A journey through HP Touchpad, webOS and smartphone patents


HP saw their future in Palm

Palm had a track record of quality smartphones using their webOS and bet the farm in developing the Palm Pre range. While critics loved them, consumers gave them a tepid response and Palm achieved only a 1.5% global market share in 2009; posting a financial loss for 11 straight quarters up to April 2010.

In a bold move, HP announced its purchase of Palm for $1.2bn. The prize then was the webOS and HP believed this Linux-based OS would allow them to compete in the mobile device market worldwide.

Take two tablets

webOS 3 powered the HP Touchpad that launched in August 2011. While it’s possible to think that the tablet market has been buoyant, with the number of product launches since early 2010. Every launch has been a tale of just two tablets; new challenger versus the Apple iPad. The original iPad fuelled and defined the market; with iPad 2 simply improving the performance and versatility of the original. Nearly 40 million iPads have been sold since launch in April 2010, 11 million in Apple’s last financial quarter.

While Blackberry’s Playbook and Motorola’s Xoom have gained media attention, 75% of global tablet sales remain with the Apple iPad.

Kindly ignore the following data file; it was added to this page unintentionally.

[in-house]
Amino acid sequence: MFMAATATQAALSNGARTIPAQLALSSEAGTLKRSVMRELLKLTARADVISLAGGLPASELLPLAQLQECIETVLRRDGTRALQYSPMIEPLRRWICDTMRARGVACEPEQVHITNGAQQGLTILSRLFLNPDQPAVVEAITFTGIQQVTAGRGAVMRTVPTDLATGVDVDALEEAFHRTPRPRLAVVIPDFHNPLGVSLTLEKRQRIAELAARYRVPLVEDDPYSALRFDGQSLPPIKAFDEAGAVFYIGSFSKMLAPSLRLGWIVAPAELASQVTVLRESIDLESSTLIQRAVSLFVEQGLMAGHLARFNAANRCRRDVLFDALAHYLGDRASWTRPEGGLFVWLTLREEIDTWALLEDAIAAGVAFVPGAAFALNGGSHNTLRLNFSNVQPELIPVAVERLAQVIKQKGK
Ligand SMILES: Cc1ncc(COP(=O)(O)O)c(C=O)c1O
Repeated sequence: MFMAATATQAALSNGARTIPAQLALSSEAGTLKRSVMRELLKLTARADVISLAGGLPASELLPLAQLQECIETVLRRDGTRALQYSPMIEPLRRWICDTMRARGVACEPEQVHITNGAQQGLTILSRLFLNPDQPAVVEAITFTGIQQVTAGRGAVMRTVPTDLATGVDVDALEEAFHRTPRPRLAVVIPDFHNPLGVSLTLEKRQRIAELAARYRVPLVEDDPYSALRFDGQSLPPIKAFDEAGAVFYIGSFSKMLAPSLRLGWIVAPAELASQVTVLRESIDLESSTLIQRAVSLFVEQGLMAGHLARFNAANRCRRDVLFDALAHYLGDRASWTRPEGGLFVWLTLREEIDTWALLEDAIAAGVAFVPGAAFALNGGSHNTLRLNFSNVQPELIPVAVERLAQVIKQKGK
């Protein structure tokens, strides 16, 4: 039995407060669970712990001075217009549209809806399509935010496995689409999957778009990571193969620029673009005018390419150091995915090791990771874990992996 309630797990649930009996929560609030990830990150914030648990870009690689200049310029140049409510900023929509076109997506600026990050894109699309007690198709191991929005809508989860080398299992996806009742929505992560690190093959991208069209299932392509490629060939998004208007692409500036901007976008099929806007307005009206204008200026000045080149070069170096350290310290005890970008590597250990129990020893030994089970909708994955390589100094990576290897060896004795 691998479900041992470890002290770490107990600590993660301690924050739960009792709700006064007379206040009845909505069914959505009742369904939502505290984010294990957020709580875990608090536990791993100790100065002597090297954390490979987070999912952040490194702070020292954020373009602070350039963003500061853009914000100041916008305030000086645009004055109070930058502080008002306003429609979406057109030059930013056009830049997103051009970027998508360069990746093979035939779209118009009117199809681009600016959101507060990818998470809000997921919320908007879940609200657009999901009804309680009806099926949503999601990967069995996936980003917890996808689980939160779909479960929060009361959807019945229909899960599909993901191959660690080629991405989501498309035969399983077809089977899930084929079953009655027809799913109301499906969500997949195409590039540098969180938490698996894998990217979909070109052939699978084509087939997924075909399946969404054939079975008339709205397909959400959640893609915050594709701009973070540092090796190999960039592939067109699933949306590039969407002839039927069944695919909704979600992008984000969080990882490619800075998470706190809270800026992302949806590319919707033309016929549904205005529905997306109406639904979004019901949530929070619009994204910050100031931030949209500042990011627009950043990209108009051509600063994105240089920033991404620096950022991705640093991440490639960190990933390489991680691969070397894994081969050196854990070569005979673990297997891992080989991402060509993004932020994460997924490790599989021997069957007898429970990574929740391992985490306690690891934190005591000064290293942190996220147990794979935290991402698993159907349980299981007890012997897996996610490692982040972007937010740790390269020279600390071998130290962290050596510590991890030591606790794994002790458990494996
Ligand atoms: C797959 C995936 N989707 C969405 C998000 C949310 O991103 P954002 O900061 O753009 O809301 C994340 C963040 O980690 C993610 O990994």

The HP Touchpad had a fast processor (1.2GHz dual-core Qualcomm Snapdragon), memory to spare (1GB RAM and either 16 or 32GB HD) and a vibrant 9.7 inch screen. The HP compared favourably against the iPad 2 on many key comparisons, except the bulk of the Touchpad; as it weighed 20% more and was noticeably thicker.

But it was the price that was the Achillies’ heal. The HP Touchpad launched with prices from $399/£399, limiting the appeal of HP’s new tablet, as consumers were faced with the thought ‘I could buy an iPad 2 for that.’ Paying similar money, but not purchasing the Apple iPad simply wasn’t going to work. Particularly as so many consumers had already invested heavily in curating their own iTunes media library.

Further softening appeal

The underlying problem, beyond the high price of the HP Touchpad, was not the webOS software; but the lack of App support for it. Whereas the iPad2 has hundreds of thousands of Apps, many optimised just for Apple’s tablet. The Touchpad has a few thousand webOS Apps, only a few hundred of which are designed specifically for HP’s tablet.

While these Apps cover all the bases you’d expect; from Social Media (Facebook, WordPress, FreeTexting), to media content (Kindle, TuneIn Radio, HP MovieStore), to business productivity (QuickOffice) and games (Angry Birds, Need For Speed). This is flattery through the shallowest of comparisons and highlights a lack of breadth and depth in the HP webOS App portfolio.

Touchpad epilogue: Everything must go